“After a short and unnecessary delay, we are thrilled to reach this important milestone,” Solar Choice chairman Tory Perfetti said.
Solar Choice is seeking a state amendment to allow Floridians who generate solar electricity to sell it directly to others. State law allows only utility companies to do that.
The signatures announced Tuesday were certified by the state Board of Elections and allow the state Supreme Court to review the initiative for a statewide vote in November 2016. Solar Choice said the signature threshold was cleared more than a week ago and expressed frustration with officials in Tallahassee.
“We can't ascertain the rationale [for the delay]. Is it bureaucratic inefficiency or is there something more?" Stephen Smith, head of the Southern Alliance for Clean Energy, said in the Tampa Bay Times.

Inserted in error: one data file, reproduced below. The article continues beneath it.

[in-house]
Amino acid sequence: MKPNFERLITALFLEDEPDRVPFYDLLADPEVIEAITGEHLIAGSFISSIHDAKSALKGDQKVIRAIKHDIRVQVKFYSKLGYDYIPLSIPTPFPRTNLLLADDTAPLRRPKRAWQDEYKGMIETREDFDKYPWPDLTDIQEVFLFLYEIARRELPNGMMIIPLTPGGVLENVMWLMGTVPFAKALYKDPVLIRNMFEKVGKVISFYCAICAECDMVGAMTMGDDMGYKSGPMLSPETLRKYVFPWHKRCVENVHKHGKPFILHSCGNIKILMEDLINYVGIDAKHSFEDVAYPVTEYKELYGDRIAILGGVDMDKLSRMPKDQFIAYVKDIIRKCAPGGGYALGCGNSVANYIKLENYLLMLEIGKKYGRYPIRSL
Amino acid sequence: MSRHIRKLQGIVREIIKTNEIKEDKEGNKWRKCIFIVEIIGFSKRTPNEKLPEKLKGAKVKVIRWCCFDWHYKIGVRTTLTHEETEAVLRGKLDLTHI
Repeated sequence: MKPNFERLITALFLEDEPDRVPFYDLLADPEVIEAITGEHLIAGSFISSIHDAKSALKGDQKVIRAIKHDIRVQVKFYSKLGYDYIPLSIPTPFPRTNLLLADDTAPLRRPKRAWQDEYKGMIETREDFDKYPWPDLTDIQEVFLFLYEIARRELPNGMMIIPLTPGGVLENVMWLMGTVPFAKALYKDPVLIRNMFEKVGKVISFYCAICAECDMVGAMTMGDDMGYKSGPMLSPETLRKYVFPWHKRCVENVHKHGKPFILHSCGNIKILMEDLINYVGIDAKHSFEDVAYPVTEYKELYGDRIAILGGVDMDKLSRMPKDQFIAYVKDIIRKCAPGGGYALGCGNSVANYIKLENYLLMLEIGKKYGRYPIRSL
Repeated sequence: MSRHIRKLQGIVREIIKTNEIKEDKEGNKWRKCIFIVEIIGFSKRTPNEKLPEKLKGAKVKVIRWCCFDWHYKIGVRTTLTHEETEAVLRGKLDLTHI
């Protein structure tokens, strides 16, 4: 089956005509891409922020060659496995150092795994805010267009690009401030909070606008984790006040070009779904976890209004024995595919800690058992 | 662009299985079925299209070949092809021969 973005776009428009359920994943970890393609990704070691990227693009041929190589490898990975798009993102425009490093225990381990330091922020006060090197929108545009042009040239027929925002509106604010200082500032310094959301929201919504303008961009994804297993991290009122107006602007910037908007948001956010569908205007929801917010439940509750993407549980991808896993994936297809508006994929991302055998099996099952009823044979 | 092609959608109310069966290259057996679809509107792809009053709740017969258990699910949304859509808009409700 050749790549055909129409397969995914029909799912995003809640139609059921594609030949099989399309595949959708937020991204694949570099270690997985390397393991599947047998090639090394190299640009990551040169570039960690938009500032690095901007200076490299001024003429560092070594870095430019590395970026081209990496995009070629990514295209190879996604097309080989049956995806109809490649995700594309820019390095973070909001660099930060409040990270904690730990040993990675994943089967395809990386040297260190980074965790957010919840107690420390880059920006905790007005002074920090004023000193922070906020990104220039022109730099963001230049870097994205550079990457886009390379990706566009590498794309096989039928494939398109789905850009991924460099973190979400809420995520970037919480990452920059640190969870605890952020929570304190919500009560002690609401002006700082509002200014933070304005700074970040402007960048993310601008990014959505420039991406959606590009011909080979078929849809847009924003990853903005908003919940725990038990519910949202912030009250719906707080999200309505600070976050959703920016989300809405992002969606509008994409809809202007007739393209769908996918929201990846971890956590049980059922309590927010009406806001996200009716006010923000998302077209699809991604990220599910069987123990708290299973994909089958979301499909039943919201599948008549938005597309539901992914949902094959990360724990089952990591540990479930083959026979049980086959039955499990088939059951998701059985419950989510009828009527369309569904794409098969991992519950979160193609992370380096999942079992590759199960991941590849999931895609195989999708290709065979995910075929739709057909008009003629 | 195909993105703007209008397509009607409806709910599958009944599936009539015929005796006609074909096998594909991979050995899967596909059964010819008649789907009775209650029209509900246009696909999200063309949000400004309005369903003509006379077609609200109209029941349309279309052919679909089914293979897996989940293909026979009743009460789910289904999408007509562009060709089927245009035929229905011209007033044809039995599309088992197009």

Solar Choice is a broad coalition of political, business and clean energy supporters, including the Southern Alliance. The coalition received a boost this week when the Solar Energy Industries Association joined up.
“This fight is about consumer choice and private property rights – cherished, long-standing American principals that we strongly support,” SEIA president Rhone Resch said in a statement.
Florida was 20th in the U.S. last year in new solar capacity, according to SEIA, a trade organization that dates to 1973.
“For a state that touts itself as the Sunshine State, that’s a huge disappointment,” Resch said.
Solar Choice estimates it probably needs to raise $8 million to $10 million to counter pushback from old guard utilities such as FPL and Duke Energy.
Solar Choice also ramped up grassroots efforts with nine new petition centers, according to its Facebook page. There are 23 Petition Distribution Centers from Pensacola to Key Largo – but none in Tallahassee.
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